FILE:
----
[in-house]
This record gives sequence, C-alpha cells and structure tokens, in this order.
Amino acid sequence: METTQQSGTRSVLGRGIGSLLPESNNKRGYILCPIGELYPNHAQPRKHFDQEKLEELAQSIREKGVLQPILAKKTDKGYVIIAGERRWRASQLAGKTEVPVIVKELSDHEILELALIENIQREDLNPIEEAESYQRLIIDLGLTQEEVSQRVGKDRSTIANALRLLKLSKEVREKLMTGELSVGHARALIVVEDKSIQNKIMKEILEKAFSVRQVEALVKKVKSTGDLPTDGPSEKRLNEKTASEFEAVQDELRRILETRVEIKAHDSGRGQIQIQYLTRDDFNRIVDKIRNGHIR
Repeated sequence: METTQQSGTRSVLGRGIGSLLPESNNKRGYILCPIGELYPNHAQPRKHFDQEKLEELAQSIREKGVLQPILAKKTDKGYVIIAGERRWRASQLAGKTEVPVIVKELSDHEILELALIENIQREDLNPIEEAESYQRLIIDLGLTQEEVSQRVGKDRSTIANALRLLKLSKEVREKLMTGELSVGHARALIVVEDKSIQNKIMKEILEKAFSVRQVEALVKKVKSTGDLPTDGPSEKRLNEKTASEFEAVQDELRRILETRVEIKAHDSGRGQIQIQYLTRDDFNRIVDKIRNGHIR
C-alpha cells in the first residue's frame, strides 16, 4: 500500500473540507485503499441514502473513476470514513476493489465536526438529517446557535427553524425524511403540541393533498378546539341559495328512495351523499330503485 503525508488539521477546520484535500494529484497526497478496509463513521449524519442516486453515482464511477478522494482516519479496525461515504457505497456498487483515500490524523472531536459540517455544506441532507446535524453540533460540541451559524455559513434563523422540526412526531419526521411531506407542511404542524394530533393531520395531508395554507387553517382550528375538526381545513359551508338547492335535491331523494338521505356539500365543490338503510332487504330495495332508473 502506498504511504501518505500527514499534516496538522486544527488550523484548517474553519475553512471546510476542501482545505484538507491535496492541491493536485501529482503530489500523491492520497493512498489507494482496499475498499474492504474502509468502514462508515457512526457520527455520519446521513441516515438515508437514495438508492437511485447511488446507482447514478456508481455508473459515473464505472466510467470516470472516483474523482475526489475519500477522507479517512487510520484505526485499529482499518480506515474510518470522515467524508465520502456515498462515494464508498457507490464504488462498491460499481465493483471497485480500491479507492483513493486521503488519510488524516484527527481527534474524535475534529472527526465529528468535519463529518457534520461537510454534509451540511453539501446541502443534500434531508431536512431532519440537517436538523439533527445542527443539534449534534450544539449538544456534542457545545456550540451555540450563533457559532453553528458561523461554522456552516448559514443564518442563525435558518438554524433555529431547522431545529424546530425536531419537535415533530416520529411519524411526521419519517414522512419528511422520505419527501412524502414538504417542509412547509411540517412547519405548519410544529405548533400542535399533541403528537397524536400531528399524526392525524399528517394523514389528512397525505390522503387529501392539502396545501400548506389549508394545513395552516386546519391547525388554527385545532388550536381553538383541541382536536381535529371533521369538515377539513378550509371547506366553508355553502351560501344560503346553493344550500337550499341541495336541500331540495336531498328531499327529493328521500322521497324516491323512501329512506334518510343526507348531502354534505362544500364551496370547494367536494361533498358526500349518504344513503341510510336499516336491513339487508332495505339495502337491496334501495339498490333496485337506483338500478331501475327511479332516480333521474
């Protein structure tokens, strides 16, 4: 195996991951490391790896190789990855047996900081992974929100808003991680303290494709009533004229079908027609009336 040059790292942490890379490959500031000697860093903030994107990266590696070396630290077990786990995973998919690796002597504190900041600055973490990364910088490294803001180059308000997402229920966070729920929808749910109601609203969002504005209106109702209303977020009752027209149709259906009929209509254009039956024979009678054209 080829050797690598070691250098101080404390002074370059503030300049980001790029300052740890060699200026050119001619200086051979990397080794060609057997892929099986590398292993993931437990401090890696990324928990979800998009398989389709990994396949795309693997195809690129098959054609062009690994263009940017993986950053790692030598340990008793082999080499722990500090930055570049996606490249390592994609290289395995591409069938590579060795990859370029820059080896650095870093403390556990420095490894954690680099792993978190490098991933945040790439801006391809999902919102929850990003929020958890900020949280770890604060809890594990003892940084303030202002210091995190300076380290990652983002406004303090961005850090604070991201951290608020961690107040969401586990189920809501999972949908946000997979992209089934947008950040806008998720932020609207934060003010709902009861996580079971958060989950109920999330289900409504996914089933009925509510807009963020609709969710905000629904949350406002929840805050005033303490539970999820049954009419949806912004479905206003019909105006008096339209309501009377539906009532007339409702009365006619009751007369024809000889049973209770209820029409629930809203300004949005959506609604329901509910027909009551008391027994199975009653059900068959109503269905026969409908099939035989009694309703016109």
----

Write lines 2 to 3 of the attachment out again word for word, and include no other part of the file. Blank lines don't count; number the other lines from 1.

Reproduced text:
This record gives sequence, C-alpha cells and structure tokens, in this order.
Amino acid sequence: METTQQSGTRSVLGRGIGSLLPESNNKRGYILCPIGELYPNHAQPRKHFDQEKLEELAQSIREKGVLQPILAKKTDKGYVIIAGERRWRASQLAGKTEVPVIVKELSDHEILELALIENIQREDLNPIEEAESYQRLIIDLGLTQEEVSQRVGKDRSTIANALRLLKLSKEVREKLMTGELSVGHARALIVVEDKSIQNKIMKEILEKAFSVRQVEALVKKVKSTGDLPTDGPSEKRLNEKTASEFEAVQDELRRILETRVEIKAHDSGRGQIQIQYLTRDDFNRIVDKIRNGHIR